For 1908 London Olympics, the start of the marathon was fixed at the East Terrace of the Windsor Castle. As per some historians, members of British Royal Family wanted to see the marathon from the best vantage point and the organizers acceded to the wishes of the monarchy. The race started at just under the window of the Royal Nursery, from where; Princess of Wales watched the start along with her children. The distance of the race thus became completely arbitrary. Some people differ with this story and say that Olympic organizers wanted to control the crowd and the Royal Family’s cooperation was greatly lauded. Finally, the total distance was about 26 miles from Windsor Castle to the Olympic Stadium in West London’s Shepherd’s Bush. As per the original plan, runners were required to enter the stadium at royal entrance that that would have meant covering a total distance of 26 miles and 585 yards. But the plan was changed and the competitors entered from the opposite end of the stadium so that the Queen and her family could have a better view. That made the distance as 26 miles and 385 yards.

Since the 1908 Olympics were held in hot and humid London July, the runners were exhausted at the end of the race. The first runner to enter was an Italian pastry chef called Dorando Pietri. The guy was in a delirium and turned the wrong way on the track. The Italian lost the race in the dying minutes in a controversy despite breasting the tape as the first runner. But the Americans insisted on Pietri’s disqualification since he was helped by local organizers. After US won the argument, John Hayes was declared the winner. Despite being disqualified, Pietri became a hero and Queen Alexandra presented him with a gold cup.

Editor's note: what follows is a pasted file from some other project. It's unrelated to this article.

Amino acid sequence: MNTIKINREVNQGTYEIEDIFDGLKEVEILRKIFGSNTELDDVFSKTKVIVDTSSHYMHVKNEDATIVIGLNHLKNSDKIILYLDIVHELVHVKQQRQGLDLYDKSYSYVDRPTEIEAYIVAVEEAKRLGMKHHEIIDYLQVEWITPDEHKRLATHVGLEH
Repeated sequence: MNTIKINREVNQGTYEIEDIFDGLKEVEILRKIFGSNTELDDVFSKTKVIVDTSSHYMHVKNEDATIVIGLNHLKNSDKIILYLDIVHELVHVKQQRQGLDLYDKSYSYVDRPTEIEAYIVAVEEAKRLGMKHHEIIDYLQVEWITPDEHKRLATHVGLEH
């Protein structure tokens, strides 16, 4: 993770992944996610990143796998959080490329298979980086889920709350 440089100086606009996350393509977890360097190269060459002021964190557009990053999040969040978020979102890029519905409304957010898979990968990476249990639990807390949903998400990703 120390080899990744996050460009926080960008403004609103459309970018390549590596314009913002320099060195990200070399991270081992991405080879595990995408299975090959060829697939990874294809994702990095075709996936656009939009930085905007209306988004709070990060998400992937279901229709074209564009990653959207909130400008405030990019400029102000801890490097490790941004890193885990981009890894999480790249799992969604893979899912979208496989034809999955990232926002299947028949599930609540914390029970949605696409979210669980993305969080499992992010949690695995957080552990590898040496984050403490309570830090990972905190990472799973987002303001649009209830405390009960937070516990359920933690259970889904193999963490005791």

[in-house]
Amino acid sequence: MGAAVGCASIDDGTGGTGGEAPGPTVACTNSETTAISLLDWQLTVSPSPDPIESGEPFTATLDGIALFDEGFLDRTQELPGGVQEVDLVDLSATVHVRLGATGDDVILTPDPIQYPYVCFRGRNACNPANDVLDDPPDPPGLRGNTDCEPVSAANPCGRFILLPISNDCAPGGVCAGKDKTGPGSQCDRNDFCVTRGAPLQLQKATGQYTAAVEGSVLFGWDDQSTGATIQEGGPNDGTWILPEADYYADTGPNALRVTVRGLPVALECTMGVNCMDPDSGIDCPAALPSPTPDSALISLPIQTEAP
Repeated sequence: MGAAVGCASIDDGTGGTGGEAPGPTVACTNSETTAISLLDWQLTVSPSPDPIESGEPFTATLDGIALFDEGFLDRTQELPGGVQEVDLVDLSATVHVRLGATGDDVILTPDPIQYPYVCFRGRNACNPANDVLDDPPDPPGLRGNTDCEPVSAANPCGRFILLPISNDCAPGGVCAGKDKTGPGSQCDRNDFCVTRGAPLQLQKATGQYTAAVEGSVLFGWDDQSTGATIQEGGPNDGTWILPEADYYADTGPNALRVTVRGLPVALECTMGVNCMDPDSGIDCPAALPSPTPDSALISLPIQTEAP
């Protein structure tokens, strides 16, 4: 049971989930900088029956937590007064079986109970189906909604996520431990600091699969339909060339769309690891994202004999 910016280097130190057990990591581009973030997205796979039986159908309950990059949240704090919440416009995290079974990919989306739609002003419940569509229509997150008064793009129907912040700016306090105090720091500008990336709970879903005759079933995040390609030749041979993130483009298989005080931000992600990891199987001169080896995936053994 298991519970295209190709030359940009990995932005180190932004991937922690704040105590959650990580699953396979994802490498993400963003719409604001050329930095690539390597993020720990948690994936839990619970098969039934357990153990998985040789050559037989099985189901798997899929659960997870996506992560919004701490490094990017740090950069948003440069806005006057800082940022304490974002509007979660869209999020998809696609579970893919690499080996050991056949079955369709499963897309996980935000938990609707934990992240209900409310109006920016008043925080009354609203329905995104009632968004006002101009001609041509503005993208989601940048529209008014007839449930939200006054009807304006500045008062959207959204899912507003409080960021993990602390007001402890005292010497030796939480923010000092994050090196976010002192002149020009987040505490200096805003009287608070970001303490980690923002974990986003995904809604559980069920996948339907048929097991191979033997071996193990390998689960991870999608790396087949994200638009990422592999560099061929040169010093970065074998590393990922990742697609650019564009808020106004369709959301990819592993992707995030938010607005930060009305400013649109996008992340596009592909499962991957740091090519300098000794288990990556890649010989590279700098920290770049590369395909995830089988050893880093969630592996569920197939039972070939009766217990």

But in 1912’s next Olympic Games at Stockholm, the race distance was changed again to 24.98 miles and again in 1920 at Antwerp the race was run through a distance of 26.56 miles. However after the 1924 Paris Olympics, the marathon was standardized at 26 miles 385 yards or 42.195 meters.

R K Gupta

R K Gupta

Mr. RK Gupta has been a prolific Kridangan writer on major international sport-events for last two years. Basically a Mechanical Engineer and Administrative Management Post Graduate, Mr. Gupta took to blog-writing as a hobby after his retirement in 2011. He graduated to full-time sports-writing after joining Kridangan.com in 2013. Most of Mr. Gupta’s posts are topical and analytical in nature; completely distinct from usual media reports. His narration on popular sports-events lends uniqueness to the reporting and makes it enjoyable for global sports readership.
R K Gupta

R K Gupta

Mr. RK Gupta has been a prolific Kridangan writer on major international sport-events for last two years. Basically a Mechanical Engineer and Administrative Management Post Graduate, Mr. Gupta took to blog-writing as a hobby after his retirement in 2011. He graduated to full-time sports-writing after joining Kridangan.com in 2013. Most of Mr. Gupta’s posts are topical and analytical in nature; completely distinct from usual media reports. His narration on popular sports-events lends uniqueness to the reporting and makes it enjoyable for global sports readership.